This Story About a 12-Year-Old's Social Media Obsession Is Seriously Troubling

Brooke, now 15, eventually received treatment at a residential treatment center for "excessive" social media use, mental health, and substance abuse.

WATCH: California teen’s social media obsession took her down a dark path - FRIDAY #ABC2020

— 20/20 (@ABC2020) May 16, 2017

The fallout from a California teenager's "excessive cell phone and social media usage" is detailed in an upcoming special report on ABC News' 20/20. Brooke, now 15, got her very first personal device—an iPhone—as a 12th birthday gift. Shortly after, Brooke said, she became obsessed. "It was always about refreshing my feed and I'd stay up until like 4:30 in the morning," Brooke said. "It was my heart. I couldn't put it down … It felt like a part of me."

According to parents Stephanie and Jim, Brooke started "acting out" at home as her usage increased. At first, the family tried limiting phone access. "We would shut off service to the phone," Stephanie told 20/20. "We took her phone. She'd go and buy someone else's phone. She would find old phones."

Brooke also set up multiple accounts, including "like six accounts" on Instagram and multiple Snapchats. "I would block [my parents]," she said. Eventually, Brooke's parents claimed, this so-called "social media fixation" was followed by alcohol consumption and drug use. At one point, when Brooke was 13 years old, police showed up at the family's home to inform them that she was involved in a blackmail attempt involving her nude photos. "I think I just got to a point where I kept getting hurt," Brooke said. "I kept doing things that I knew didn't make me happy, but I just continued to do it because I had nothing else to do."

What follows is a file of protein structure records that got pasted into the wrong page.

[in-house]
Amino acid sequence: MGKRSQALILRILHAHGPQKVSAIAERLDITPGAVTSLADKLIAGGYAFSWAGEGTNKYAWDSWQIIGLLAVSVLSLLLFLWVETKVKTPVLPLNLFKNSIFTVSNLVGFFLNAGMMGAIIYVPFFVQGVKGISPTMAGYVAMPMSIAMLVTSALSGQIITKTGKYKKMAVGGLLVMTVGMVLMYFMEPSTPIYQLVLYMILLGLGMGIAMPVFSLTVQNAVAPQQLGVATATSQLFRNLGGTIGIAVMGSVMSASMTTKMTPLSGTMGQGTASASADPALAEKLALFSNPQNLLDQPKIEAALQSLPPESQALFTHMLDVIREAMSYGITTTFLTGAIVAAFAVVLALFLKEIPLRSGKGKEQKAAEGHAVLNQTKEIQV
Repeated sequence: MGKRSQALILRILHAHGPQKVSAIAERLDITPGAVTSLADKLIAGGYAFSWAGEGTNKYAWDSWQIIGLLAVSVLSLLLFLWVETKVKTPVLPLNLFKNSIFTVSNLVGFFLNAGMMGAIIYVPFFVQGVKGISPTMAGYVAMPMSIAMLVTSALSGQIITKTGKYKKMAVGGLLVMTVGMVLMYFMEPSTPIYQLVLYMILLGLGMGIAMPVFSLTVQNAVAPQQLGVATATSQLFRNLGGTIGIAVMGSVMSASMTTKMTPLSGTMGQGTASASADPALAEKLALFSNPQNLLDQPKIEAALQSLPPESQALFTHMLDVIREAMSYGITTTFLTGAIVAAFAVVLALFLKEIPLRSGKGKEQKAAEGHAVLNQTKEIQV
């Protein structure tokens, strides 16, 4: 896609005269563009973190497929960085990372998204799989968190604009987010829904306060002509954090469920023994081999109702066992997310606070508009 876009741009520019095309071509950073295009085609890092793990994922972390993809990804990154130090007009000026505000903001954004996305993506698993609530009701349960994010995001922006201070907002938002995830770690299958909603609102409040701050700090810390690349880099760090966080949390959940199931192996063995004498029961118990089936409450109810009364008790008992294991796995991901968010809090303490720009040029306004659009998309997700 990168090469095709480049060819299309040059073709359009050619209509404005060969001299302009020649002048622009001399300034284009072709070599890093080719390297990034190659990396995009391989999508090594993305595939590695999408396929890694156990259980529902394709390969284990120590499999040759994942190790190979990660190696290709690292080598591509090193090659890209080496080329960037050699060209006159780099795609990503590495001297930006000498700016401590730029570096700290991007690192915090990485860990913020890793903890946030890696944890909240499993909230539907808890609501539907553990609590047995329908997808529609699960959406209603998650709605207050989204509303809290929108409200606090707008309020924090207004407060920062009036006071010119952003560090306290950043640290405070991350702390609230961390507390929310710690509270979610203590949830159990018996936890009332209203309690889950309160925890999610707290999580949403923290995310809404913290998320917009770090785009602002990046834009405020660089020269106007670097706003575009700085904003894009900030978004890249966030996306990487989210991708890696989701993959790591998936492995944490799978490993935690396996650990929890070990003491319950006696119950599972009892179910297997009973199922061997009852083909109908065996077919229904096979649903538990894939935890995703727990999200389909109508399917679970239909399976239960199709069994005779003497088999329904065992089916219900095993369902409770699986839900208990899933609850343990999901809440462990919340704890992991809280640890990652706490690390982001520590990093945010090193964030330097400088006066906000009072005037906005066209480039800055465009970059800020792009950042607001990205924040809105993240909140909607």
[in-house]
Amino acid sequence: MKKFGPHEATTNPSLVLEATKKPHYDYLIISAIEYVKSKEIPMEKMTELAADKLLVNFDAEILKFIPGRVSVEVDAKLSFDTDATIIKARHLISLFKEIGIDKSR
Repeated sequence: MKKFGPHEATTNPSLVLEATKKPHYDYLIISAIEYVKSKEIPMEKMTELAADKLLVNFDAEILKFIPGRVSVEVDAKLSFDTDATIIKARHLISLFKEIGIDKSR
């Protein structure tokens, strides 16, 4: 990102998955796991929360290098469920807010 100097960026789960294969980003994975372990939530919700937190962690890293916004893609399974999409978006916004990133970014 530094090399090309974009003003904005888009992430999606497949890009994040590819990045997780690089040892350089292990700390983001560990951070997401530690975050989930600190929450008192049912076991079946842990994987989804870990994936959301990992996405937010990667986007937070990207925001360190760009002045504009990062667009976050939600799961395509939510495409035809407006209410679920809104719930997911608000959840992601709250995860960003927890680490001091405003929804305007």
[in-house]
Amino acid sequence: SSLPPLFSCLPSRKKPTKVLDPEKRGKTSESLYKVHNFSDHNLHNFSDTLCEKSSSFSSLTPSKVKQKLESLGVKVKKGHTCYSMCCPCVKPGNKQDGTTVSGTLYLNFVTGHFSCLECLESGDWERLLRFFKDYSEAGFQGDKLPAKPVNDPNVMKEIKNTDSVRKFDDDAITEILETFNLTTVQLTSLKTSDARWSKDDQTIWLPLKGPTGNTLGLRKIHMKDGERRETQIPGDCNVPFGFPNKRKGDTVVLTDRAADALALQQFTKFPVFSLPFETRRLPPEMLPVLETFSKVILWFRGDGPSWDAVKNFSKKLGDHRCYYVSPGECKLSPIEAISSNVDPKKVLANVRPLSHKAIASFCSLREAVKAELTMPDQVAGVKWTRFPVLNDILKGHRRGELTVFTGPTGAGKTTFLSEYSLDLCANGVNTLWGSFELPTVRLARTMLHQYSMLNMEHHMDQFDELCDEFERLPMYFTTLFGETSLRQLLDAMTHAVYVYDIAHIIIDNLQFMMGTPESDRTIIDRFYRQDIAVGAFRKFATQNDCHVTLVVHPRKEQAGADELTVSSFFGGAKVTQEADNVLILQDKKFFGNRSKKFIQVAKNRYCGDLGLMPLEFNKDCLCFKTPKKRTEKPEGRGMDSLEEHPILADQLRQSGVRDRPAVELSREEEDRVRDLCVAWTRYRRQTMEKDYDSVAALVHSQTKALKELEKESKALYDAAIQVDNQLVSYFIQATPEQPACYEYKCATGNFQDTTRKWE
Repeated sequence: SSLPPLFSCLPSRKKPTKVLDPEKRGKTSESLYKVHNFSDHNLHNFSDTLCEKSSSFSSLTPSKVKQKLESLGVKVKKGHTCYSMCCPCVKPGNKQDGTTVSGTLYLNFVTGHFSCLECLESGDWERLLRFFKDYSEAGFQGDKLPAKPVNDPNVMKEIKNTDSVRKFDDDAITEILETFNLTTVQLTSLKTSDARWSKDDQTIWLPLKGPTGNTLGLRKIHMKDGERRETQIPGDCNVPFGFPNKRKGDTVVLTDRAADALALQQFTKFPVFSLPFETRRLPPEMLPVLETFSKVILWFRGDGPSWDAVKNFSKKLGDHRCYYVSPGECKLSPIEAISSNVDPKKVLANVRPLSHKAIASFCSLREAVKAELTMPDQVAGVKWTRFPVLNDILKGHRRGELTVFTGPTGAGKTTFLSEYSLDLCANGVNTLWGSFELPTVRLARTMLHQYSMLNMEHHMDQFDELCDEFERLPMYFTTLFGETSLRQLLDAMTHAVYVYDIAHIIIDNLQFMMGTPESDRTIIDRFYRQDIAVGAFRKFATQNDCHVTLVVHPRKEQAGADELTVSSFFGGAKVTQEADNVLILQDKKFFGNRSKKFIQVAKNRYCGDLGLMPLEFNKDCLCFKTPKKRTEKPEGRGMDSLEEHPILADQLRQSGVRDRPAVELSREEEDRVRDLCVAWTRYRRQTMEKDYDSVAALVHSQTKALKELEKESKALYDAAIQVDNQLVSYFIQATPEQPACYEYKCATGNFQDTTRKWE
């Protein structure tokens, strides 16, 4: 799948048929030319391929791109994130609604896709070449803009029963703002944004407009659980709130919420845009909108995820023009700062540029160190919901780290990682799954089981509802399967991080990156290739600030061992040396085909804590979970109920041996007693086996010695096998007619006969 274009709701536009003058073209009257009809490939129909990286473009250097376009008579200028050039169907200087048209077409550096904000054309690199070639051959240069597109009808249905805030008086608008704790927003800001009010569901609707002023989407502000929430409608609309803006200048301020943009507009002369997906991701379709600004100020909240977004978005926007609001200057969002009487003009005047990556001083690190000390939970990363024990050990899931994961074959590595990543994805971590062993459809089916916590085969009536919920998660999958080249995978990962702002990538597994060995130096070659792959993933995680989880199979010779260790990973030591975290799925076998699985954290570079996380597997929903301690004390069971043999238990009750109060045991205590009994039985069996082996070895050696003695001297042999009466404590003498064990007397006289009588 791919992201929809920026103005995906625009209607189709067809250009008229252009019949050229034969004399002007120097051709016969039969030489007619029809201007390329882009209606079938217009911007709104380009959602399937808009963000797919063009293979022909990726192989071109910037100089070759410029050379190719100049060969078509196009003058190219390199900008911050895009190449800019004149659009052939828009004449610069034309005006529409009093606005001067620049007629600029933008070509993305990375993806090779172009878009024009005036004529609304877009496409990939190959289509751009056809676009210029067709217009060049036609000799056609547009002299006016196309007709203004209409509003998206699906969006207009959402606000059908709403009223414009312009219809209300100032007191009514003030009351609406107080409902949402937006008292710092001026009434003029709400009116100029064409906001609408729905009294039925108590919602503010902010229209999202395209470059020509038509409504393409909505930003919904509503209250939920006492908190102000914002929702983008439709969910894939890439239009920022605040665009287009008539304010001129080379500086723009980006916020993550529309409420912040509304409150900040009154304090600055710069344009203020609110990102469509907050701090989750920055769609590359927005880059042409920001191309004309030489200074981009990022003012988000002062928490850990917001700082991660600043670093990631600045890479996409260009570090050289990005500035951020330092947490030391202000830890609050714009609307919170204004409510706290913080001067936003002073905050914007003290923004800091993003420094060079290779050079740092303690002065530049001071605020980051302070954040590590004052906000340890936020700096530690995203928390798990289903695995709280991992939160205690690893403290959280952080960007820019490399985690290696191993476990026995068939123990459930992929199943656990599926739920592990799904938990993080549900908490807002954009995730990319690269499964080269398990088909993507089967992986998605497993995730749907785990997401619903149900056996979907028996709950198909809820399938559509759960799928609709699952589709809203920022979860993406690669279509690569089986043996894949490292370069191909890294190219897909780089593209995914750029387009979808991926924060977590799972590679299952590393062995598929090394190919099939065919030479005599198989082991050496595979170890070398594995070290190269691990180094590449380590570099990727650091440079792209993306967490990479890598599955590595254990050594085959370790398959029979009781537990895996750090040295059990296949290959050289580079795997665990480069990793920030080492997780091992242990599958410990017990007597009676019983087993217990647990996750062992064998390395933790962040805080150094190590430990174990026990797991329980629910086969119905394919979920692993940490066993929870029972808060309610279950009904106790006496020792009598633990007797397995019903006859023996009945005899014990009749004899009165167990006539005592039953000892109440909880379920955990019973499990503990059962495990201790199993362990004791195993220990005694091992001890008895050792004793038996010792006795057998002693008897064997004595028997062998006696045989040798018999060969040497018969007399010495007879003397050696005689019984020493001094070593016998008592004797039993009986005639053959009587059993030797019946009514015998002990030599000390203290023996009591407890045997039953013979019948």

After a "suicide note" from Brooke accidentally appeared on a parent's phone, the family took a different approach. Brooke eventually started receiving treatment for excessive social media use, substance abuse, and mental health at the Solstice residential treatment center. Though her parents have said she hasn't fully returned to her pre-phone behavior, the entire family is optimistic about the future. "I'm completely different," Brooke said. Read the full 20/20 report on Brooke's journey here.

The 20/20 article's care in not explicitly using the word "addiction" when describing Brooke's incident is notable, as the idea of "social media addiction" itself has inspired debate. While the unbalanced use of social media or the internet in general can negatively affect a person's life, some experts have cautioned against using "addiction" as a broad term. "Addiction is a word that should not be used lightly to describe a set of behaviors," Mark Fabbri, of South University, says. "Addiction is related to a compulsion to consume something or engage in a set of behaviors to the point that it significantly interferes with a person's life."

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